The roux at this curry-udon shop is dark brown in color and spicy, with a flavor profile that approaches the Platonic ideal of Japanese curry. There's a bowl of syrupy, spicy sauce on the table if you want to add some extra heat. But what makes Norabutaya stand out from the crowd is the quirky selection of toppings that accompany the udon noodles - grilled chicken, chicken tempura, cheese, potato croquettes, and fried oysters among them.
Perhaps the most appealing is the "toro toro buta" - fatty grilled pork cheeks with a nice smoky flavor. Thin slivers of pungent scallion create a good counterpoint to the rich flavors of the curry. The noodles themselves are thick and plain, functioning mainly as a delivery vehicle for the sauce. (A not entirely efficient delivery vehicle, we might add, which is why paper bibs are provided.)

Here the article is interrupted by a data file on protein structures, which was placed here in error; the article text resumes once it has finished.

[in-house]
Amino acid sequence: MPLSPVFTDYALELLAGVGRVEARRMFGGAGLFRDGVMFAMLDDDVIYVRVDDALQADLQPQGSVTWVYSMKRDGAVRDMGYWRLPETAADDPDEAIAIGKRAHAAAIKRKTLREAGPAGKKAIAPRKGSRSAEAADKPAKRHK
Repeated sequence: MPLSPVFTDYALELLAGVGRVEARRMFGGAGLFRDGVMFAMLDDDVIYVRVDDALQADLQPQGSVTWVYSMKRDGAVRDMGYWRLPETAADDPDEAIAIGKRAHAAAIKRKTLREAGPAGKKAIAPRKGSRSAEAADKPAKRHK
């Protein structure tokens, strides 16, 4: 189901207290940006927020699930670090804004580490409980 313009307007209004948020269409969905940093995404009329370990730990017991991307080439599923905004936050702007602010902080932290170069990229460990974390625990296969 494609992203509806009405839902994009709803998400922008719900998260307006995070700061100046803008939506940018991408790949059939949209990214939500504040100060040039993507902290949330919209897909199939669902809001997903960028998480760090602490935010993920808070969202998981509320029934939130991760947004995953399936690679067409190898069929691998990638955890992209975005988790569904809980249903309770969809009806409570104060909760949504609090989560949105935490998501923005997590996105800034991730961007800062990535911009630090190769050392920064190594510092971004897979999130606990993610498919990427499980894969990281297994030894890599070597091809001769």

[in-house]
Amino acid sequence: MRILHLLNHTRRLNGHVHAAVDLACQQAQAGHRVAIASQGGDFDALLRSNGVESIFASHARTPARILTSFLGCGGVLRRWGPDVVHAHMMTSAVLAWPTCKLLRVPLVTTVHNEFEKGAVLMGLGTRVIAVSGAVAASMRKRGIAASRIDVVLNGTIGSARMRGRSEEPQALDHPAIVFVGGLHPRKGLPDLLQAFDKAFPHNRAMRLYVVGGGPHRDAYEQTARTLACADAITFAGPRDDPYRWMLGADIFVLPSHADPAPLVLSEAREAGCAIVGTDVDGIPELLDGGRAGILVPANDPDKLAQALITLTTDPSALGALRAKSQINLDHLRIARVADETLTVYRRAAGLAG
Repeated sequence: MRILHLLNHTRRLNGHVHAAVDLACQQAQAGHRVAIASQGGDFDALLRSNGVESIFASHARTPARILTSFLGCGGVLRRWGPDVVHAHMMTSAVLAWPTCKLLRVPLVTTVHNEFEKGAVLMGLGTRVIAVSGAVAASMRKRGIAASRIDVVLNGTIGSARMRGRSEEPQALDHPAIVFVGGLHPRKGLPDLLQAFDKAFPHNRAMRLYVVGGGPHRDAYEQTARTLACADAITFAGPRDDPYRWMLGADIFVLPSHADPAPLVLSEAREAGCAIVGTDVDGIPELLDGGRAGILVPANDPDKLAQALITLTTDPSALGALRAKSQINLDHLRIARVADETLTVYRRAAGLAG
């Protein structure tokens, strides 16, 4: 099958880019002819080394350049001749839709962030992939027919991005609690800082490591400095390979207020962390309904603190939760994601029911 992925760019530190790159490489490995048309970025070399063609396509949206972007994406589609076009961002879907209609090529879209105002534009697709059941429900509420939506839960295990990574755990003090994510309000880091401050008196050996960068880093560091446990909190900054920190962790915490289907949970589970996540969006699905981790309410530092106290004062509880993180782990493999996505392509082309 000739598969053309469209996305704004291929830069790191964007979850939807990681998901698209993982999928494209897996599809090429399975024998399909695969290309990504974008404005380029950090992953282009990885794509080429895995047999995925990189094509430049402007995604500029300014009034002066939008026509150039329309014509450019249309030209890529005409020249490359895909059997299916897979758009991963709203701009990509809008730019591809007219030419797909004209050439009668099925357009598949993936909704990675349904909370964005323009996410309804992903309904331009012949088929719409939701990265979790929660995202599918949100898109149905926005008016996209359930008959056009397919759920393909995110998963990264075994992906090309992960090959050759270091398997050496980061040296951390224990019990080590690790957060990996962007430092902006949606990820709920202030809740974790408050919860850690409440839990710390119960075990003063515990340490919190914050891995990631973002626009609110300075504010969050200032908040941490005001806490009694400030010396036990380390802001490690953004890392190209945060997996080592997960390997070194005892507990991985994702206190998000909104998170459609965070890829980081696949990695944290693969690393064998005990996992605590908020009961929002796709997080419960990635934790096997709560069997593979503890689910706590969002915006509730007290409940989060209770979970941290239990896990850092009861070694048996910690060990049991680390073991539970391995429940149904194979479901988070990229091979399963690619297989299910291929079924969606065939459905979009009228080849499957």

Curry udon starts at Y723, with various permutations of topping ingredients available in set combinations or a la carte. The menu also offers curry rice, katsu curry rice, takoyaki and chicken karaage, the latter two as inexpensive side dishes. The interior has a rustic decor, with heavy dark-brown wooden furnishings. Most of the menu is also ready for take-out.
This book will introduce you to more than twenty of Japan's favorite specialty foods that are less well known abroad, along with a guide to the best places in Tokyo to try them and expert tips on what to order. From Bento.com.